Fellow fish ecologists,
I am currently developing a proposal concerning the "impacts of net fishing
(non trawl) on non target fish, reptile and mammalian species" for fisheries
in Queensland, Australia. To date there have been no studies looking
directly at the bycatch in any of these fisheries (or none that I am aware
of) and the impact they may or may not have on biodiversity.
There are three main types of netting used: gill, tunnel and beach seine. In
the gill net fishery there are about 1040 licences held over a coastline of
4500 km. This fishery is relatively non-species selective especially when
the nets are set over long periods of time. The tunnel net fishery exist
only in the south east portion of the state with < 20 fishers using this
method. This method is non-selective for species or size however when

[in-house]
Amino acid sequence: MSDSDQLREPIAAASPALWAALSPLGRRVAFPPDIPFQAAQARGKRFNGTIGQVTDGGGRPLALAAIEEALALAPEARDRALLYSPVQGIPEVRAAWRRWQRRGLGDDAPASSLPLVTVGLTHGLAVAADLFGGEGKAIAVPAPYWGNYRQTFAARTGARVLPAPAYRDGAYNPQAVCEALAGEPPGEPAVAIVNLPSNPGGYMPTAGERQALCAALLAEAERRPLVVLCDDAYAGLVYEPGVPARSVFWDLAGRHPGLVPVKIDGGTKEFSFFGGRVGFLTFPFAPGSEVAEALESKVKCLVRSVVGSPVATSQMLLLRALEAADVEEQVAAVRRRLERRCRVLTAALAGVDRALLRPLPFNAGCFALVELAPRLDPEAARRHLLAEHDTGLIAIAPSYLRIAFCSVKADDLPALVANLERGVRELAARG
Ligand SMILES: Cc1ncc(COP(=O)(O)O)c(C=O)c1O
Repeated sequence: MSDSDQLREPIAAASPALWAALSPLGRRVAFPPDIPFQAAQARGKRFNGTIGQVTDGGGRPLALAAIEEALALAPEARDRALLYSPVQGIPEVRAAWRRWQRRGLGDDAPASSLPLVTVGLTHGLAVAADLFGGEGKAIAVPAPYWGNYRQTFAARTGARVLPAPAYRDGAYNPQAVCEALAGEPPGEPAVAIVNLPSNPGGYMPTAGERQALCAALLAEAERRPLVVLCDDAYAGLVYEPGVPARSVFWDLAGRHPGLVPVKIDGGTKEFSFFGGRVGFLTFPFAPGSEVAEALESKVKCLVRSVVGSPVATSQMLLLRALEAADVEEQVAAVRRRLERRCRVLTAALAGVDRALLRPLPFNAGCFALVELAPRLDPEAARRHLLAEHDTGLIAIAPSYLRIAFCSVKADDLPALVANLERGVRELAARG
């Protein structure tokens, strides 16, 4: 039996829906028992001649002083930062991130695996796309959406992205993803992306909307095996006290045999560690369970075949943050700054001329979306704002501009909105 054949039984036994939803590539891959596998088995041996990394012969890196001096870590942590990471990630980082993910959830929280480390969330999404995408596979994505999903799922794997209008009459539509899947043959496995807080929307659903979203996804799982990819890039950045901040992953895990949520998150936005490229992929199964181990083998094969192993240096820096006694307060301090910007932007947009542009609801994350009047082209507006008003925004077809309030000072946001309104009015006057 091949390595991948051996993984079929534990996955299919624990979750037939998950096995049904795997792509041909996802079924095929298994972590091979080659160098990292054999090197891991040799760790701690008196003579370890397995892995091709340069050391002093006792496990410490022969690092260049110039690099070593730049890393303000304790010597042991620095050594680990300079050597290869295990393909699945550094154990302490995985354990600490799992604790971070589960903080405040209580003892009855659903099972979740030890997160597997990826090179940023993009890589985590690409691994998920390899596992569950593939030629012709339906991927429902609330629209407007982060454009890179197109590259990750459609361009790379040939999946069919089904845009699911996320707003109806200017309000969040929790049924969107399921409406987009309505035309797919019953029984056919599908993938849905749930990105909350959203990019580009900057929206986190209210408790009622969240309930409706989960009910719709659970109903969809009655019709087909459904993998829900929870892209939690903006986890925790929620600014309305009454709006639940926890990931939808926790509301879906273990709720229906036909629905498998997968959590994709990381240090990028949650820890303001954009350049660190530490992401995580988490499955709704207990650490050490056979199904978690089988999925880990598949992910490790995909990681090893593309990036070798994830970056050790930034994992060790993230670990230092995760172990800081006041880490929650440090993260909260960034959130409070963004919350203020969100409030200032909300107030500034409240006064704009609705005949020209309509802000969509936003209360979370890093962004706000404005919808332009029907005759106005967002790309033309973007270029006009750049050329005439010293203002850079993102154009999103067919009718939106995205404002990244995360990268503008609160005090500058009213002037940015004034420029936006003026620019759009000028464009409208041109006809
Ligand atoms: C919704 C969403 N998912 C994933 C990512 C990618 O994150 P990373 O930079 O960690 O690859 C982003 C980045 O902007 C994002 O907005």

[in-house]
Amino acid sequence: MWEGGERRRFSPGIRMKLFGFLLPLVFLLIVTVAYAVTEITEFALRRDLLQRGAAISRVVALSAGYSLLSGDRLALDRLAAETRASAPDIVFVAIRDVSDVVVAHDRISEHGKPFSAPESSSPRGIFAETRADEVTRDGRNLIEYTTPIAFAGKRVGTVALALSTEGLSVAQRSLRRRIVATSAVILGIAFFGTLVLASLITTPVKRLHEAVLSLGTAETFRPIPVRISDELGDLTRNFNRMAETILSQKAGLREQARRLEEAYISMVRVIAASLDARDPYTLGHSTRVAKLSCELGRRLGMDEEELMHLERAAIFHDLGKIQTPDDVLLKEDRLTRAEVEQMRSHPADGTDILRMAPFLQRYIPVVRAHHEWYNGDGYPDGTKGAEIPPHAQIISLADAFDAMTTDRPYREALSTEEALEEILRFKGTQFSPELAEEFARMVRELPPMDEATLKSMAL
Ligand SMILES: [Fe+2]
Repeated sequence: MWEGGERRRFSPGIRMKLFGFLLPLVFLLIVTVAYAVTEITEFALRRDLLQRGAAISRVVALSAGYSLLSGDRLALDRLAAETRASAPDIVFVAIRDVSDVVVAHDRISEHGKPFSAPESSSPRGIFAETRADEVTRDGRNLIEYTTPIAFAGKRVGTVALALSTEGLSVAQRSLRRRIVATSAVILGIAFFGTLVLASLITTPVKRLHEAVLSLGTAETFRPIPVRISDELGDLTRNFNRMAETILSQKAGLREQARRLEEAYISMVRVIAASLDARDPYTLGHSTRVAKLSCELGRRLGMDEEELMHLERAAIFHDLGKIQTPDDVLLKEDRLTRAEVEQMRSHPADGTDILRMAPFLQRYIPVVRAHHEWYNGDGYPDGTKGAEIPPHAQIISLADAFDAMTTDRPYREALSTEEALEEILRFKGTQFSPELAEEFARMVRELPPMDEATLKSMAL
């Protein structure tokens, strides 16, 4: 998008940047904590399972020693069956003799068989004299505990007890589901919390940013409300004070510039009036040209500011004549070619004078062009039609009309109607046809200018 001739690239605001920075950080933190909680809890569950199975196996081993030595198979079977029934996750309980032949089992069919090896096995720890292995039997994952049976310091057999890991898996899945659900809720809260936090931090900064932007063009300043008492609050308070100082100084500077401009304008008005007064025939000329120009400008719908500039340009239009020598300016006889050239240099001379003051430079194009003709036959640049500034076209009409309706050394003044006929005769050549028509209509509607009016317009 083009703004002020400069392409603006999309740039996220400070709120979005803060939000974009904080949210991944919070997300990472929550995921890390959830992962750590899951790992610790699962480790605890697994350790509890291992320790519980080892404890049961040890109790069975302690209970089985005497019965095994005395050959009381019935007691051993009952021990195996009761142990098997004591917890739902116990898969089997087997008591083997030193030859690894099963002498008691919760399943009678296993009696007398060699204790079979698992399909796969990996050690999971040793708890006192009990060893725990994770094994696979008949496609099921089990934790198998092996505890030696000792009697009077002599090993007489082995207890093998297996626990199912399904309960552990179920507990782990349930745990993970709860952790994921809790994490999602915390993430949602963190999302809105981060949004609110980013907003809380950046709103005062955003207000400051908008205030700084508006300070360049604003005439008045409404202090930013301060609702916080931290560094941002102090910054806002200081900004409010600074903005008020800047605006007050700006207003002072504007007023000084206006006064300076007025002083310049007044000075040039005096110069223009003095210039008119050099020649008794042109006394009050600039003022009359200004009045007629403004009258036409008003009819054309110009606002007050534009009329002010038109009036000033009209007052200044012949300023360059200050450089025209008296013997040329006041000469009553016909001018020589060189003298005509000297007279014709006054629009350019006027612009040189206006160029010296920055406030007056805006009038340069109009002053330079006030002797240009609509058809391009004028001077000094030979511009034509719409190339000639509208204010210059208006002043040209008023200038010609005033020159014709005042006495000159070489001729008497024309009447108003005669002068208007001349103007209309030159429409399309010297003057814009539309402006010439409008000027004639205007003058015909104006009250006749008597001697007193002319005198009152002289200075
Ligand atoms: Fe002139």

operated properly the large majority of the bycatch is released alive. The
beach seine fishery has 70 licences held and is used to target spawning
mullet and tailor off the ocean beaches of southern Qld (about 400km of
coastline). All fishers in these fisheries are compelled by law to complete
log books and return them to a central data bases. They do not have to
indicate what is a target species and which are caught incidentally but also
My question to the list is: Has anyone had any experience with developing a
voluntary log return in which the fishers record what fish species was being
targeted, what mesh size was used and the number of sets used in each day?
Also what amount of coverage ( 5%, 10% 15%, 50% heaven forbid) of the total
fishery was found to provide representative information in the most cost
How did you keep the fishers interested and what incentives were used?
Thanks in advance for replies.
Please reply directly to me on: [log in to unmask] (long isn't it)
Qld Department of Primary Industries
PO Box 76
Deception Bay 4508
Ph: 61 7 3817 9530
Fax: 61 7 3817 9555
email: [log in to unmask]